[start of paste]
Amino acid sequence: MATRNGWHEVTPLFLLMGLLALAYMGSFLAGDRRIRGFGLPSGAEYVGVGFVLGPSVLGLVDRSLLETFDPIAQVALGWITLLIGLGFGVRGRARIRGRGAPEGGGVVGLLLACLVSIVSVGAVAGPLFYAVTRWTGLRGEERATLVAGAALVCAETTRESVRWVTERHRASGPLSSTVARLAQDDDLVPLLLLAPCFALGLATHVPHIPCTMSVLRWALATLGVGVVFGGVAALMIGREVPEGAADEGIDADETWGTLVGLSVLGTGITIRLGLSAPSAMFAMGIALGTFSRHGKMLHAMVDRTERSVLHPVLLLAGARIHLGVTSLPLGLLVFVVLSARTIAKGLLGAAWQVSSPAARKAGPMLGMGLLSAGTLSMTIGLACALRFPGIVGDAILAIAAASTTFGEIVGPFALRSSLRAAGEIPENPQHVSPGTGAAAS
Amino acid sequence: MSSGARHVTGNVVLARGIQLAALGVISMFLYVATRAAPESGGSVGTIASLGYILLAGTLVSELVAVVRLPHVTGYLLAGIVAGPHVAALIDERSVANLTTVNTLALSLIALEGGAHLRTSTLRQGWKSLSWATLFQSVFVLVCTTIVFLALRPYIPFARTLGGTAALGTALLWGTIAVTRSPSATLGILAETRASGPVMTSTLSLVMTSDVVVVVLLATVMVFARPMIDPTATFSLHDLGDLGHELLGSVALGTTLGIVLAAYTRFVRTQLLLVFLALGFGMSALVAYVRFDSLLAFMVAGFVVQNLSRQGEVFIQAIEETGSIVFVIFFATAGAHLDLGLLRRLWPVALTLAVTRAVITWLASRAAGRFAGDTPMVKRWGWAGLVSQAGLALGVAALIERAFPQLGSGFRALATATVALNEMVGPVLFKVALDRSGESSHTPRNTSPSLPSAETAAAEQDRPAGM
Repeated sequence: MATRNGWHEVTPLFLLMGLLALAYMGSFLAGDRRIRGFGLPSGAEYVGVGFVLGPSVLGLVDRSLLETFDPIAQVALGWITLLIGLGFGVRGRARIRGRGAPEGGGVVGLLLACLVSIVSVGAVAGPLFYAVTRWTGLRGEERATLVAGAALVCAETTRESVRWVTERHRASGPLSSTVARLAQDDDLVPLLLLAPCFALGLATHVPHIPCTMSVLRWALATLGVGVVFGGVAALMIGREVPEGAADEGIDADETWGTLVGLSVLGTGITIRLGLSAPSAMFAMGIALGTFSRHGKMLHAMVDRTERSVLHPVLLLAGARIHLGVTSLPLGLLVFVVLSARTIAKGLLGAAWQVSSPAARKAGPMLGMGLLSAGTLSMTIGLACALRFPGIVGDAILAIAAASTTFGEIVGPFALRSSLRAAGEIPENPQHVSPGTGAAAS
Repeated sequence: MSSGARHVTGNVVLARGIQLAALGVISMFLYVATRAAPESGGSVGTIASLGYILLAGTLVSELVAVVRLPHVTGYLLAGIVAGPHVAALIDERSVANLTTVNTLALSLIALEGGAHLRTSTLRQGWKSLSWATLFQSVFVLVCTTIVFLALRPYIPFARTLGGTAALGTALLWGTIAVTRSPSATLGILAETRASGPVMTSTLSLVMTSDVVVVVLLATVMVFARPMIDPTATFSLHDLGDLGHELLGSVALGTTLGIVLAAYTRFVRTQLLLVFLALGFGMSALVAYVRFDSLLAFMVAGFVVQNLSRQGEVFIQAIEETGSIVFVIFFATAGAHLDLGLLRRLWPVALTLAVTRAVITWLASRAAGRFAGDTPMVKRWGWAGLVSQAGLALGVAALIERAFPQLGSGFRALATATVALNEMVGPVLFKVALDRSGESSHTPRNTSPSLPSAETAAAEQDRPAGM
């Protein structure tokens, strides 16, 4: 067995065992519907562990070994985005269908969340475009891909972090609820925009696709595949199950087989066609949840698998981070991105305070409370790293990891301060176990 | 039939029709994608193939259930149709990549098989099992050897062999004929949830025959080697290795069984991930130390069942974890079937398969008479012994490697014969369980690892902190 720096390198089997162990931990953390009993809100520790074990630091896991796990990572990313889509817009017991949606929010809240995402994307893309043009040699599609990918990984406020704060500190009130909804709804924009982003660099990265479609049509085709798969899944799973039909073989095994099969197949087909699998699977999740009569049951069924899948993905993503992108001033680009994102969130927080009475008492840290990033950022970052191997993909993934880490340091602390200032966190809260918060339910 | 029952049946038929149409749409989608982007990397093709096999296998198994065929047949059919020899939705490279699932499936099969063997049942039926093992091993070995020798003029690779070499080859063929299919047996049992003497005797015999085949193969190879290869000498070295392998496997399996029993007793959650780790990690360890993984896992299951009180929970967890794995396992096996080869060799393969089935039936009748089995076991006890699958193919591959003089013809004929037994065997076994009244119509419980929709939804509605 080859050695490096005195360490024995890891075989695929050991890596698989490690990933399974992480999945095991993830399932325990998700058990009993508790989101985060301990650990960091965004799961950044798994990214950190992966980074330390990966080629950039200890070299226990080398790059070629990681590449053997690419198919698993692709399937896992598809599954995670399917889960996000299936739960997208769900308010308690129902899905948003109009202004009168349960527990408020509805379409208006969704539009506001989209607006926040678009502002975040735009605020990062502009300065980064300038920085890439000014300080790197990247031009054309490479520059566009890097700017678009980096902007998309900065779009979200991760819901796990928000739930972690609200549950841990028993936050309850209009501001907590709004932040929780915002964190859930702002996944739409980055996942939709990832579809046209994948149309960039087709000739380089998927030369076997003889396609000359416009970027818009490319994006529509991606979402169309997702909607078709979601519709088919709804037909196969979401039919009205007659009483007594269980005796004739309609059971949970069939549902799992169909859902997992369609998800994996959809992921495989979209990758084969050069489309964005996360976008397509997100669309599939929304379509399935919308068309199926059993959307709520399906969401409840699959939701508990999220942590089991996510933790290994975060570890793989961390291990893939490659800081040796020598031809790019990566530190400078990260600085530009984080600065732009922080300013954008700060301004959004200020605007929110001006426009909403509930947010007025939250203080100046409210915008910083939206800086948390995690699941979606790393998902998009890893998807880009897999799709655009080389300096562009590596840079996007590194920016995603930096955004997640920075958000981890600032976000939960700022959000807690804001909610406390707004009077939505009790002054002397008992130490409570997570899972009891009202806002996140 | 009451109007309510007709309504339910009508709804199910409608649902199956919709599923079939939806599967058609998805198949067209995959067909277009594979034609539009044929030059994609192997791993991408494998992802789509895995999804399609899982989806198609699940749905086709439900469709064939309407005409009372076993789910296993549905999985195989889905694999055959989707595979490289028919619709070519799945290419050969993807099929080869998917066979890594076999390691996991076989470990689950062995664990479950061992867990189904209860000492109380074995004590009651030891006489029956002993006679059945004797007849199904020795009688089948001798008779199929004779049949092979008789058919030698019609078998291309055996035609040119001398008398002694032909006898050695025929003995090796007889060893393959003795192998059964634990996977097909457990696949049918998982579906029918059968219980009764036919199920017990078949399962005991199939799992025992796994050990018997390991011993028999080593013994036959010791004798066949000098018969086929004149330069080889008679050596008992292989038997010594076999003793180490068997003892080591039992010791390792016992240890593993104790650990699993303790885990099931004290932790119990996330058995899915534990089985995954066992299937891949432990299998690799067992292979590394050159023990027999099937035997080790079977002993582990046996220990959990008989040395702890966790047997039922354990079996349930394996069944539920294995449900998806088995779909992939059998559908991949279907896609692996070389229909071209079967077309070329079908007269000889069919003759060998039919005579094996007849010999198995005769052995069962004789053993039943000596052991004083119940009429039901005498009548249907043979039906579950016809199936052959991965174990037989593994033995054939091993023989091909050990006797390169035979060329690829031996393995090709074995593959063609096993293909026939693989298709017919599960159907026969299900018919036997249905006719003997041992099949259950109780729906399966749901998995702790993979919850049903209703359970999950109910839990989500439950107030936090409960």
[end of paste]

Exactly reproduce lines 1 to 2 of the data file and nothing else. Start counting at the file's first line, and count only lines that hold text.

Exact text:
Amino acid sequence: MATRNGWHEVTPLFLLMGLLALAYMGSFLAGDRRIRGFGLPSGAEYVGVGFVLGPSVLGLVDRSLLETFDPIAQVALGWITLLIGLGFGVRGRARIRGRGAPEGGGVVGLLLACLVSIVSVGAVAGPLFYAVTRWTGLRGEERATLVAGAALVCAETTRESVRWVTERHRASGPLSSTVARLAQDDDLVPLLLLAPCFALGLATHVPHIPCTMSVLRWALATLGVGVVFGGVAALMIGREVPEGAADEGIDADETWGTLVGLSVLGTGITIRLGLSAPSAMFAMGIALGTFSRHGKMLHAMVDRTERSVLHPVLLLAGARIHLGVTSLPLGLLVFVVLSARTIAKGLLGAAWQVSSPAARKAGPMLGMGLLSAGTLSMTIGLACALRFPGIVGDAILAIAAASTTFGEIVGPFALRSSLRAAGEIPENPQHVSPGTGAAAS
Amino acid sequence: MSSGARHVTGNVVLARGIQLAALGVISMFLYVATRAAPESGGSVGTIASLGYILLAGTLVSELVAVVRLPHVTGYLLAGIVAGPHVAALIDERSVANLTTVNTLALSLIALEGGAHLRTSTLRQGWKSLSWATLFQSVFVLVCTTIVFLALRPYIPFARTLGGTAALGTALLWGTIAVTRSPSATLGILAETRASGPVMTSTLSLVMTSDVVVVVLLATVMVFARPMIDPTATFSLHDLGDLGHELLGSVALGTTLGIVLAAYTRFVRTQLLLVFLALGFGMSALVAYVRFDSLLAFMVAGFVVQNLSRQGEVFIQAIEETGSIVFVIFFATAGAHLDLGLLRRLWPVALTLAVTRAVITWLASRAAGRFAGDTPMVKRWGWAGLVSQAGLALGVAALIERAFPQLGSGFRALATATVALNEMVGPVLFKVALDRSGESSHTPRNTSPSLPSAETAAAEQDRPAGM